Some arts groups may not survive because of savage budget cuts, it has been warned.
The Arts Council is facing an 8% in-year reduction – a shortfall of £870,000.
The organisation had already seen its annual funding from the Department of Culture, Arts and Leisure (DCAL) for 2015/16 slashed by £1.38million.
Appearing before Stormont’s DCAL committee yesterday, Arts Council chief executive Roisin McDonough warned the very existence of some groups could be under threat.
“If they survive, they will be doing extraordinarily well under the current circumstances,” she told MLAs.
Ms McDonough said those that did survive were likely to do so “on a reduced or slimmed-down scale”.
The Arts Council is the development agency for the arts in Northern Ireland.
In the past year, it has funded 112 organisations to the tune of £13.5m.
Ms McDonough said staff had been “dismayed” to learn of the shortfall in funding.
The £870,000 deficit will be made up of £250,000 in savings from its own operating budget, and £620,000 from cutting grants to its main clients.
A total of 32 organisations will be affected, including the Lyric Theatre, the MAC and the Ulster Orchestra.
Responding to a question from DUP MLA Gordon Dunne, Ms McDonough voiced concerns about the orchestra’s future.
“The orchestra, like all our arts organisations faced with this additional in-year cut, will struggle,” she said.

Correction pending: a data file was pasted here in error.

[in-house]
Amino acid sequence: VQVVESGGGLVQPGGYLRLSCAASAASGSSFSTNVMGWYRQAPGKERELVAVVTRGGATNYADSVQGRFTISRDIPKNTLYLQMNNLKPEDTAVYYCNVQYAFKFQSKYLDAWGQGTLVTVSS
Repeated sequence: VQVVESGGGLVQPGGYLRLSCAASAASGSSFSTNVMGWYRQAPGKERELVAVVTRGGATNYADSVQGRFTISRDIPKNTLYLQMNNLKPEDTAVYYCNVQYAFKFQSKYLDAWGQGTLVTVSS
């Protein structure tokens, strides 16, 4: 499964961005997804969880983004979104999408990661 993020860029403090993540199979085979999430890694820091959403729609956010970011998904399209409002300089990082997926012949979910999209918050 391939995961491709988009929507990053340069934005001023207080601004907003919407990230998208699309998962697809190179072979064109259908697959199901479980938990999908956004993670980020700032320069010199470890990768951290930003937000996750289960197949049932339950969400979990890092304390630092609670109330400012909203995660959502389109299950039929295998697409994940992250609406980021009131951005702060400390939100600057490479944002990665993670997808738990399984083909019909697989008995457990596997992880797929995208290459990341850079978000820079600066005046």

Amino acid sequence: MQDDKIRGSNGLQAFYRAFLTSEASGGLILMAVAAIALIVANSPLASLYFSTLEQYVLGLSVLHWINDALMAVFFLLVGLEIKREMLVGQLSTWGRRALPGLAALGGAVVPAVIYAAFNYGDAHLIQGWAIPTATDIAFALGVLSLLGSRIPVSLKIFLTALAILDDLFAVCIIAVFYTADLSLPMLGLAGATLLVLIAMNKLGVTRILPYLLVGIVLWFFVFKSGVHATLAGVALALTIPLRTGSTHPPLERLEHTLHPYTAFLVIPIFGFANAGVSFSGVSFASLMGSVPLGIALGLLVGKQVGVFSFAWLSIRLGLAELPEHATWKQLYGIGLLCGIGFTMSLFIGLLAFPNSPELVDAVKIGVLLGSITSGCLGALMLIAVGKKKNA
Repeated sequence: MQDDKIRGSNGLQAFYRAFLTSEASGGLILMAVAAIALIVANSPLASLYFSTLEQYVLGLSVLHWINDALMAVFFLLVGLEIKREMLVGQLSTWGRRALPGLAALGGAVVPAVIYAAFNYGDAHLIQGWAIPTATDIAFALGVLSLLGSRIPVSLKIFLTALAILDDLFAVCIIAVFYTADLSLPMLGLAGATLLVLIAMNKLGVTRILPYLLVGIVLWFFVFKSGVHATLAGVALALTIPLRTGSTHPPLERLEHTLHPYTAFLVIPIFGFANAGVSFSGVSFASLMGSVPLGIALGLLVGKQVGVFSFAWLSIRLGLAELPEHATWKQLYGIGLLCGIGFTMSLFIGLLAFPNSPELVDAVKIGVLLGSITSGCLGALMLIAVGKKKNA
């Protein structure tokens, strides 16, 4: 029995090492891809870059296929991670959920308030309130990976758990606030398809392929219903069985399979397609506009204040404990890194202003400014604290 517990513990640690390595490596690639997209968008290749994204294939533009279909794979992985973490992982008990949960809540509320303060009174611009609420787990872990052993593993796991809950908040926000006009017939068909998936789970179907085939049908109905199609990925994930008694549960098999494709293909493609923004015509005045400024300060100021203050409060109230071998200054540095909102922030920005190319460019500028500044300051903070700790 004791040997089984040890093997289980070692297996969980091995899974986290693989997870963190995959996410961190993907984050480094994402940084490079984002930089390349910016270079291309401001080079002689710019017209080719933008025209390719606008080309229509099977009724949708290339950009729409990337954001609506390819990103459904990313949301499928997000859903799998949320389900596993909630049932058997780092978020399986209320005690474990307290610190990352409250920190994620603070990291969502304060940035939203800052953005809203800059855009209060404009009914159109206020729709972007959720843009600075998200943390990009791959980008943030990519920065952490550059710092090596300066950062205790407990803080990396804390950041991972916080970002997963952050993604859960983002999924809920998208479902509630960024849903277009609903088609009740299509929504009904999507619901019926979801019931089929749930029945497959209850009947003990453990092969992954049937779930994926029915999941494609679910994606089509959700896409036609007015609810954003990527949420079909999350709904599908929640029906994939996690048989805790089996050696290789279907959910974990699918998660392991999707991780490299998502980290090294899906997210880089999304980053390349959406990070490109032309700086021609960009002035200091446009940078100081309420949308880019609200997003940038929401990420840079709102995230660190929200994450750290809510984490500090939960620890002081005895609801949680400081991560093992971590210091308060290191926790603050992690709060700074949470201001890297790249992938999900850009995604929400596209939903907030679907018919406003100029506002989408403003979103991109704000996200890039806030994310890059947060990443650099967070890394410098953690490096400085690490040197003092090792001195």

Most organisations, she continued, would not be in a position to carry a deficit.
“The orchestra is no different in that regard,” she added.
“Others will be facing the issue of whether they need to cut back in their programming, or whether they need to let staff go, or whether they can, in fact, continue with the level of outreach and social engagement activity that they currently do.
“The orchestra, I’m sure, is facing all of those issues as it endeavours to sustain itself into the future.”
The committee heard repairs to the facade of the MAC, which opened in 2012 at a cost of £17m, could cost £600,000.
Problems with the basalt cladding were first noticed at the end of 2014.
Ms McDonough said the MAC board had sought legal advice.
Lorraine Calderwood, head of capital projects management for the Arts Council, told the committee work on the damage had been ongoing for 16 months.
“We are putting together a business case for the preferred option, which is complete removal of the facade and replacement with another stone,” she said.
She added that solicitors were examining the issue of liability, and it could go to court if agreement could not be reached.
Responding to a question from DUP MLA William Humphrey, Ms McDonough said the Arts Council had no input into DCAL’s cultural programme.
Mr Humphrey said it was “incredible” that DCAL had failed to include its arms-length body.
Ms McDonough replied: “In an ideal world, we would have wished to have had dialogue and engagement from an early stage in terms of the development of a wider cultural programme.”